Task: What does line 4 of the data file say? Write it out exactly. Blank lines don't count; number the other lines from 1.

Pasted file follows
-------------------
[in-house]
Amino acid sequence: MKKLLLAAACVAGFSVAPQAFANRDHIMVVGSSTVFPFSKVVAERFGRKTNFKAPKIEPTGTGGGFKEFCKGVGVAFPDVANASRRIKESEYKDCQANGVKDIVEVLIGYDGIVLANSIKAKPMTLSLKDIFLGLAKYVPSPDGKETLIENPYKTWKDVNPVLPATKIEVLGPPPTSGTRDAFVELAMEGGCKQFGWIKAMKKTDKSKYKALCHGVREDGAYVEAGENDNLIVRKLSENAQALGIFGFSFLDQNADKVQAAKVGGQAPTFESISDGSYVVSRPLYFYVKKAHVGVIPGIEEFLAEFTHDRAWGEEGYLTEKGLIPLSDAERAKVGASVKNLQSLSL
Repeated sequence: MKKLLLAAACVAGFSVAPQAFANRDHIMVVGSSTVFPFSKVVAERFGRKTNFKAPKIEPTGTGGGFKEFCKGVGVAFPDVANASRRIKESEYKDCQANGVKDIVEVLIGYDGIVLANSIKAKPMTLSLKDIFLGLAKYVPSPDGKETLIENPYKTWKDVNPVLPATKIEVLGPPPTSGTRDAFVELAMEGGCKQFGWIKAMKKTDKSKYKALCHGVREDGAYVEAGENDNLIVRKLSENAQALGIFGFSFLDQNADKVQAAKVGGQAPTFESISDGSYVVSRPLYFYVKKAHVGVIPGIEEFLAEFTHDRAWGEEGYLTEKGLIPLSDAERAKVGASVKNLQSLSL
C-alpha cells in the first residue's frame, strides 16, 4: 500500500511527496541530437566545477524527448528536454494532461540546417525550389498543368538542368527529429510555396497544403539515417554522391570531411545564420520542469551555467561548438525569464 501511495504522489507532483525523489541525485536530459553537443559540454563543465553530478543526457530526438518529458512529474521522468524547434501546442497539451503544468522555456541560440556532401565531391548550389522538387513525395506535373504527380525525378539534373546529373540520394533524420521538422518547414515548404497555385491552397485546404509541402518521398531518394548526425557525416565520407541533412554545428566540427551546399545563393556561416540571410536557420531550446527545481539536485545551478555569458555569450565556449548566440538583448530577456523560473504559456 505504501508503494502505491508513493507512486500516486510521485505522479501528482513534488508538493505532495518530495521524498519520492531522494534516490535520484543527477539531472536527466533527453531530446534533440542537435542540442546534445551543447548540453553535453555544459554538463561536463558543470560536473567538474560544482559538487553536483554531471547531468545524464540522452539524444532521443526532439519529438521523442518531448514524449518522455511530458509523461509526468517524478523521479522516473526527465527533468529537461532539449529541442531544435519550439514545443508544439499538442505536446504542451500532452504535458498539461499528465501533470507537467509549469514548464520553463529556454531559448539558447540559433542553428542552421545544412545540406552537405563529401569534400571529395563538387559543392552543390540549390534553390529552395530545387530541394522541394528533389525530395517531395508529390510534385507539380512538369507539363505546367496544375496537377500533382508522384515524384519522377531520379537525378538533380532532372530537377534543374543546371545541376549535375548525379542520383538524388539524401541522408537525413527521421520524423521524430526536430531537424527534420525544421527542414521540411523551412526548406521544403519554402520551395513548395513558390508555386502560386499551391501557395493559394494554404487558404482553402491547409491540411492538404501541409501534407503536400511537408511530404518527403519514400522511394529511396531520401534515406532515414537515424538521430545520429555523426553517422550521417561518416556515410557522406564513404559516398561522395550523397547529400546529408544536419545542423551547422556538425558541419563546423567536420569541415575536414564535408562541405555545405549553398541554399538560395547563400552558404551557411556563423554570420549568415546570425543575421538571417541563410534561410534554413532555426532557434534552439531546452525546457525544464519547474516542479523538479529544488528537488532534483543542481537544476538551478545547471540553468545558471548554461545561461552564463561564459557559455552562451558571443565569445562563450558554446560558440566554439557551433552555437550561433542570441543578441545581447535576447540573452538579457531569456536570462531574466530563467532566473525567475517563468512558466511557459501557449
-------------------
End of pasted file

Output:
C-alpha cells in the first residue's frame, strides 16, 4: 500500500511527496541530437566545477524527448528536454494532461540546417525550389498543368538542368527529429510555396497544403539515417554522391570531411545564420520542469551555467561548438525569464 501511495504522489507532483525523489541525485536530459553537443559540454563543465553530478543526457530526438518529458512529474521522468524547434501546442497539451503544468522555456541560440556532401565531391548550389522538387513525395506535373504527380525525378539534373546529373540520394533524420521538422518547414515548404497555385491552397485546404509541402518521398531518394548526425557525416565520407541533412554545428566540427551546399545563393556561416540571410536557420531550446527545481539536485545551478555569458555569450565556449548566440538583448530577456523560473504559456 505504501508503494502505491508513493507512486500516486510521485505522479501528482513534488508538493505532495518530495521524498519520492531522494534516490535520484543527477539531472536527466533527453531530446534533440542537435542540442546534445551543447548540453553535453555544459554538463561536463558543470560536473567538474560544482559538487553536483554531471547531468545524464540522452539524444532521443526532439519529438521523442518531448514524449518522455511530458509523461509526468517524478523521479522516473526527465527533468529537461532539449529541442531544435519550439514545443508544439499538442505536446504542451500532452504535458498539461499528465501533470507537467509549469514548464520553463529556454531559448539558447540559433542553428542552421545544412545540406552537405563529401569534400571529395563538387559543392552543390540549390534553390529552395530545387530541394522541394528533389525530395517531395508529390510534385507539380512538369507539363505546367496544375496537377500533382508522384515524384519522377531520379537525378538533380532532372530537377534543374543546371545541376549535375548525379542520383538524388539524401541522408537525413527521421520524423521524430526536430531537424527534420525544421527542414521540411523551412526548406521544403519554402520551395513548395513558390508555386502560386499551391501557395493559394494554404487558404482553402491547409491540411492538404501541409501534407503536400511537408511530404518527403519514400522511394529511396531520401534515406532515414537515424538521430545520429555523426553517422550521417561518416556515410557522406564513404559516398561522395550523397547529400546529408544536419545542423551547422556538425558541419563546423567536420569541415575536414564535408562541405555545405549553398541554399538560395547563400552558404551557411556563423554570420549568415546570425543575421538571417541563410534561410534554413532555426532557434534552439531546452525546457525544464519547474516542479523538479529544488528537488532534483543542481537544476538551478545547471540553468545558471548554461545561461552564463561564459557559455552562451558571443565569445562563450558554446560558440566554439557551433552555437550561433542570441543578441545581447535576447540573452538579457531569456536570462531574466530563467532566473525567475517563468512558466511557459501557449